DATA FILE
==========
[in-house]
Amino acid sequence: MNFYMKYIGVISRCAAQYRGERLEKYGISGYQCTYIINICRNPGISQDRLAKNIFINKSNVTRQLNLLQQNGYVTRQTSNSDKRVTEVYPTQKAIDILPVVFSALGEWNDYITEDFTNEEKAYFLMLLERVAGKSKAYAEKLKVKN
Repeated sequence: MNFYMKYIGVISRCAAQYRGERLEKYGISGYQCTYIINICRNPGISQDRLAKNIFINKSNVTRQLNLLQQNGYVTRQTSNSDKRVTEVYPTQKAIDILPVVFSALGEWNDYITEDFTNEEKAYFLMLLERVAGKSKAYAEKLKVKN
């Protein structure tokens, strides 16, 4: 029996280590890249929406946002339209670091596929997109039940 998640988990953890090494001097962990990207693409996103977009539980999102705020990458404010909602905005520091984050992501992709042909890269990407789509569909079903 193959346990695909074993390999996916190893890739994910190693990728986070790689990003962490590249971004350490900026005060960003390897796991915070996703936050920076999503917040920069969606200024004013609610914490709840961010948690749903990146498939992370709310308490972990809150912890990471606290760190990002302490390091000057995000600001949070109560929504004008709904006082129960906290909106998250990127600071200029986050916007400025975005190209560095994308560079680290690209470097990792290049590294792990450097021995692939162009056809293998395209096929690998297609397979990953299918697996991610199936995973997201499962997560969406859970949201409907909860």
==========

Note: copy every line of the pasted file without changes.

[in-house]
Amino acid sequence: MNFYMKYIGVISRCAAQYRGERLEKYGISGYQCTYIINICRNPGISQDRLAKNIFINKSNVTRQLNLLQQNGYVTRQTSNSDKRVTEVYPTQKAIDILPVVFSALGEWNDYITEDFTNEEKAYFLMLLERVAGKSKAYAEKLKVKN
Repeated sequence: MNFYMKYIGVISRCAAQYRGERLEKYGISGYQCTYIINICRNPGISQDRLAKNIFINKSNVTRQLNLLQQNGYVTRQTSNSDKRVTEVYPTQKAIDILPVVFSALGEWNDYITEDFTNEEKAYFLMLLERVAGKSKAYAEKLKVKN
């Protein structure tokens, strides 16, 4: 029996280590890249929406946002339209670091596929997109039940 998640988990953890090494001097962990990207693409996103977009539980999102705020990458404010909602905005520091984050992501992709042909890269990407789509569909079903 193959346990695909074993390999996916190893890739994910190693990728986070790689990003962490590249971004350490900026005060960003390897796991915070996703936050920076999503917040920069969606200024004013609610914490709840961010948690749903990146498939992370709310308490972990809150912890990471606290760190990002302490390091000057995000600001949070109560929504004008709904006082129960906290909106998250990127600071200029986050916007400025975005190209560095994308560079680290690209470097990792290049590294792990450097021995692939162009056809293998395209096929690998297609397979990953299918697996991610199936995973997201499962997560969406859970949201409907909860």